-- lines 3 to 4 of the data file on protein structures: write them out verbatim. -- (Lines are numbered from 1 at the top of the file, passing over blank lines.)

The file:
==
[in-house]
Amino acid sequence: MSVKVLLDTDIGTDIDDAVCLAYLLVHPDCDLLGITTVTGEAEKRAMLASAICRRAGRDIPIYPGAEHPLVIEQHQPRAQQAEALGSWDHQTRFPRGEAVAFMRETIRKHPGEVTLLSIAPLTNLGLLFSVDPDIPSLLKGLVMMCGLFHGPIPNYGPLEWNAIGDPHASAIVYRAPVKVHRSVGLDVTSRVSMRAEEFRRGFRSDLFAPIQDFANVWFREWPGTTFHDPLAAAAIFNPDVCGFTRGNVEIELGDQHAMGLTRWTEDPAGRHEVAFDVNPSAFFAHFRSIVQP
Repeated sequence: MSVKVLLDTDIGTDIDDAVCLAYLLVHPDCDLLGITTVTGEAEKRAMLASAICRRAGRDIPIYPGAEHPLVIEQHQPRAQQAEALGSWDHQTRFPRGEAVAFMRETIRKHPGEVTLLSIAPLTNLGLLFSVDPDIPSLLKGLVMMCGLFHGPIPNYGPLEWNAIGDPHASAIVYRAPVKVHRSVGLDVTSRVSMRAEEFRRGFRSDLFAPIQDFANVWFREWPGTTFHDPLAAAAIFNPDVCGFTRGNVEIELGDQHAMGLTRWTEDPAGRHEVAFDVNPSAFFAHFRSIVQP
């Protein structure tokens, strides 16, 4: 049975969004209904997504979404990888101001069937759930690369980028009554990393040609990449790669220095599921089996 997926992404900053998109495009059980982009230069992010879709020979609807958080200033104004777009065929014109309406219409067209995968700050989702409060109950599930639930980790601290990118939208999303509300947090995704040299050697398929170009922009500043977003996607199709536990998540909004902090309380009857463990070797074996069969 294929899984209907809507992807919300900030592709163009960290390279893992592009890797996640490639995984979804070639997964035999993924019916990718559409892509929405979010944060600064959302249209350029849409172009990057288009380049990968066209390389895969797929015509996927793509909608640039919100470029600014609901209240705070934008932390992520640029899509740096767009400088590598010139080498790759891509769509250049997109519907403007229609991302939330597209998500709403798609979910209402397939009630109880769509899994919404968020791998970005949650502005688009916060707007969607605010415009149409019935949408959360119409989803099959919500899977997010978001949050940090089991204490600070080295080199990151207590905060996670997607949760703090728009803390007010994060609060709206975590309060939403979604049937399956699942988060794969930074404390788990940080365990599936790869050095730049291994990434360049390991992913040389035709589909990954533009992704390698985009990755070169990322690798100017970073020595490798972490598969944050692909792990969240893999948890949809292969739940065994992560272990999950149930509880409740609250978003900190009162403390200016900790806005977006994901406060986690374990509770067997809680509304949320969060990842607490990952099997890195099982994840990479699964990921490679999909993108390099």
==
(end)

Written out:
Repeated sequence: MSVKVLLDTDIGTDIDDAVCLAYLLVHPDCDLLGITTVTGEAEKRAMLASAICRRAGRDIPIYPGAEHPLVIEQHQPRAQQAEALGSWDHQTRFPRGEAVAFMRETIRKHPGEVTLLSIAPLTNLGLLFSVDPDIPSLLKGLVMMCGLFHGPIPNYGPLEWNAIGDPHASAIVYRAPVKVHRSVGLDVTSRVSMRAEEFRRGFRSDLFAPIQDFANVWFREWPGTTFHDPLAAAAIFNPDVCGFTRGNVEIELGDQHAMGLTRWTEDPAGRHEVAFDVNPSAFFAHFRSIVQP
């Protein structure tokens, strides 16, 4: 049975969004209904997504979404990888101001069937759930690369980028009554990393040609990449790669220095599921089996 997926992404900053998109495009059980982009230069992010879709020979609807958080200033104004777009065929014109309406219409067209995968700050989702409060109950599930639930980790601290990118939208999303509300947090995704040299050697398929170009922009500043977003996607199709536990998540909004902090309380009857463990070797074996069969 294929899984209907809507992807919300900030592709163009960290390279893992592009890797996640490639995984979804070639997964035999993924019916990718559409892509929405979010944060600064959302249209350029849409172009990057288009380049990968066209390389895969797929015509996927793509909608640039919100470029600014609901209240705070934008932390992520640029899509740096767009400088590598010139080498790759891509769509250049997109519907403007229609991302939330597209998500709403798609979910209402397939009630109880769509899994919404968020791998970005949650502005688009916060707007969607605010415009149409019935949408959360119409989803099959919500899977997010978001949050940090089991204490600070080295080199990151207590905060996670997607949760703090728009803390007010994060609060709206975590309060939403979604049937399956699942988060794969930074404390788990940080365990599936790869050095730049291994990434360049390991992913040389035709589909990954533009992704390698985009990755070169990322690798100017970073020595490798972490598969944050692909792990969240893999948890949809292969739940065994992560272990999950149930509880409740609250978003900190009162403390200016900790806005977006994901406060986690374990509770067997809680509304949320969060990842607490990952099997890195099982994840990479699964990921490679999909993108390099």